I'll often get done with something, step back, and then ask myself what I can do better after the business rules are satisfied. Should this "I can do better" time actually fit somewhere within the timeline?

It depends. If it means refactoring, it should be part of the original development task. If it means experimenting with a potentially better algorithm, it could be a separate task.

I'm of the opinion that the best approach is that you always leave code better than when you found it (to a degree), which could mean post launch refactoring. However, project teams are often extremely uncomfortable with this approach because again, if it works, and has been tested, then why fix it?

In brief, because code can be broken on many levels.

It is one thing that it works right now. It is an entirely different thing whether it is clean, extendable and maintainable in the long run.

For more detailed answers, see this thread.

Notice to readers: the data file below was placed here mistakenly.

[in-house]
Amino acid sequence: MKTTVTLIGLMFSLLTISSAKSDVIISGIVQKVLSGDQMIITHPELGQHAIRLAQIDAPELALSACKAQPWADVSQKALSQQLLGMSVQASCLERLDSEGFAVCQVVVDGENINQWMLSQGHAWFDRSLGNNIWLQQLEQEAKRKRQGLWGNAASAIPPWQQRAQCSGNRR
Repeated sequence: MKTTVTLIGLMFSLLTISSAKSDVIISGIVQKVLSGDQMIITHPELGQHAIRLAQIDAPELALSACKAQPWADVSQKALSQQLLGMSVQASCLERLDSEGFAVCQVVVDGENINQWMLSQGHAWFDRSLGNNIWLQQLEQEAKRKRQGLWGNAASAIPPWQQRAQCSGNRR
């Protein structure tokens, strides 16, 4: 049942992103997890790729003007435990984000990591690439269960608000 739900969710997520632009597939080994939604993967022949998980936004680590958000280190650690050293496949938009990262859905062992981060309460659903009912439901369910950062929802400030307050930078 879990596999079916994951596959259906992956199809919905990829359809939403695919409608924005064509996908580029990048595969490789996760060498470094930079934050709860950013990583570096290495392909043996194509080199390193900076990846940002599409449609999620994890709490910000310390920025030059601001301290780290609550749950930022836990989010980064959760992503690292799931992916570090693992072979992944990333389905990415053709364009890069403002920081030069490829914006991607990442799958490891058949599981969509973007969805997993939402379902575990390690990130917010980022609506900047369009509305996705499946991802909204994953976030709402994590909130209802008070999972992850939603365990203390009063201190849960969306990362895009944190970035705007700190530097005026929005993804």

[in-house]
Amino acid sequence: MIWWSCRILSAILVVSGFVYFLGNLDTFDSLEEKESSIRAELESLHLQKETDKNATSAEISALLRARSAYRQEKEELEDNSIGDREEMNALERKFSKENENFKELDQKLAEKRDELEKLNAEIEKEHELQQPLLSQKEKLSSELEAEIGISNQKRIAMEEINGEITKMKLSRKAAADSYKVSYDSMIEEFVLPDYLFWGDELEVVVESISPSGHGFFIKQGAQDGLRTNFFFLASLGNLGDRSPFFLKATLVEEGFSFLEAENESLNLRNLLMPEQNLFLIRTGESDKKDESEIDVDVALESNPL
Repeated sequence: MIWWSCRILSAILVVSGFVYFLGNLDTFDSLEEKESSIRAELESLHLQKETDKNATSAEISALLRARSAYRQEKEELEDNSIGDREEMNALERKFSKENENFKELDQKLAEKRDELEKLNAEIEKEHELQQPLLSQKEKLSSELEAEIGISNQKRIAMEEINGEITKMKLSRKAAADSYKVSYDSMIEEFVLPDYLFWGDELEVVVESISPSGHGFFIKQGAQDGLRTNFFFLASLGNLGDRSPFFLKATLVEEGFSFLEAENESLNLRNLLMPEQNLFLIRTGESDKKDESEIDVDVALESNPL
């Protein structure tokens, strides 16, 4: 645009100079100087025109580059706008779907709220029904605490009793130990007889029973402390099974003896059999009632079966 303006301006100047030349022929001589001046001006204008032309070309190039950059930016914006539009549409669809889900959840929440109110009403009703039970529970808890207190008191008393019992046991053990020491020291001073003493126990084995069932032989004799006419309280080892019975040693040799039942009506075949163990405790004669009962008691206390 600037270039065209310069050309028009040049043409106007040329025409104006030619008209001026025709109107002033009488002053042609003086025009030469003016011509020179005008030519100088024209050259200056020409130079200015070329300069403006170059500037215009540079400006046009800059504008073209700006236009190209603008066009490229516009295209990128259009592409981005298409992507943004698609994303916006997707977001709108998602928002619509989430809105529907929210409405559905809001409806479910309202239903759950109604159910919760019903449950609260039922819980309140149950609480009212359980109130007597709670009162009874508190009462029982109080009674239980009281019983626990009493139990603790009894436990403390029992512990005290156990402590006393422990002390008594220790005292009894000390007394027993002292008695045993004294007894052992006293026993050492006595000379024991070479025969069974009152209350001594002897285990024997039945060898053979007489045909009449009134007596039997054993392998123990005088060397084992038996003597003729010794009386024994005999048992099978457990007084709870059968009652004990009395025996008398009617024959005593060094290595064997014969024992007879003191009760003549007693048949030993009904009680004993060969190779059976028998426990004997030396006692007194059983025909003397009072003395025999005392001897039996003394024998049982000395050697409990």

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"post launch refactoring" has a hidden cost in regression testing and QA time that you are ignoring, plus it carries the opportunity cost of not working on reported bugs and new/requested features and changes. TANSTAAFL

If it is worth doing, it is worth making a task to get prioritized via your normal process and not as a special exception. You are part of a team, after all, and working on common goals and arbitrarily extending your schedule to accommodate fixing working code impacts them too.

So for a real answer: if you know that you'll want to refactor then schedule that time as part of the task. If you're doing scrum/agile then time box a clean-up task. If you're waterfall/spiral then make the refactor part of the process to code review and accept the modules.